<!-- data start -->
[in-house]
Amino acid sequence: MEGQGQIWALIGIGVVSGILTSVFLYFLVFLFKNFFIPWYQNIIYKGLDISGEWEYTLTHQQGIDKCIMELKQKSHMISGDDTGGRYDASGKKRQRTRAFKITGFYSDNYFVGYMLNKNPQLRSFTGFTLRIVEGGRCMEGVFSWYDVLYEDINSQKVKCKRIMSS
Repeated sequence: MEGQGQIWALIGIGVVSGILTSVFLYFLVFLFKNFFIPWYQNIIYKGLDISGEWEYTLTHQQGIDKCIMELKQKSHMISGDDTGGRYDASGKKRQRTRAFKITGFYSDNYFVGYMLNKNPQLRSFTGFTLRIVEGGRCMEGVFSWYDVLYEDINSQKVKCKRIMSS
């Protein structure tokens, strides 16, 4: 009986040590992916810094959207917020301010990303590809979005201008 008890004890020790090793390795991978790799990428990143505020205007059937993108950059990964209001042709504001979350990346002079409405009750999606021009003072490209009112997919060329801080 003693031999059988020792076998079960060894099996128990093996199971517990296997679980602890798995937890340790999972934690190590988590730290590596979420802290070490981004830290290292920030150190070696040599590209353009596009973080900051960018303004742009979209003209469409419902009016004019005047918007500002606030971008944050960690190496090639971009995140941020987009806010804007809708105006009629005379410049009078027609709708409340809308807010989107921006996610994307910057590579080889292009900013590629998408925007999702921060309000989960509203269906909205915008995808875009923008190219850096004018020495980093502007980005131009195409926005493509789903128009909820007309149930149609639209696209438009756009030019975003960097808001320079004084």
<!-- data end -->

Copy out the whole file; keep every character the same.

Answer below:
[in-house]
Amino acid sequence: MEGQGQIWALIGIGVVSGILTSVFLYFLVFLFKNFFIPWYQNIIYKGLDISGEWEYTLTHQQGIDKCIMELKQKSHMISGDDTGGRYDASGKKRQRTRAFKITGFYSDNYFVGYMLNKNPQLRSFTGFTLRIVEGGRCMEGVFSWYDVLYEDINSQKVKCKRIMSS
Repeated sequence: MEGQGQIWALIGIGVVSGILTSVFLYFLVFLFKNFFIPWYQNIIYKGLDISGEWEYTLTHQQGIDKCIMELKQKSHMISGDDTGGRYDASGKKRQRTRAFKITGFYSDNYFVGYMLNKNPQLRSFTGFTLRIVEGGRCMEGVFSWYDVLYEDINSQKVKCKRIMSS
């Protein structure tokens, strides 16, 4: 009986040590992916810094959207917020301010990303590809979005201008 008890004890020790090793390795991978790799990428990143505020205007059937993108950059990964209001042709504001979350990346002079409405009750999606021009003072490209009112997919060329801080 003693031999059988020792076998079960060894099996128990093996199971517990296997679980602890798995937890340790999972934690190590988590730290590596979420802290070490981004830290290292920030150190070696040599590209353009596009973080900051960018303004742009979209003209469409419902009016004019005047918007500002606030971008944050960690190496090639971009995140941020987009806010804007809708105006009629005379410049009078027609709708409340809308807010989107921006996610994307910057590579080889292009900013590629998408925007999702921060309000989960509203269906909205915008995808875009923008190219850096004018020495980093502007980005131009195409926005493509789903128009909820007309149930149609639209696209438009756009030019975003960097808001320079004084």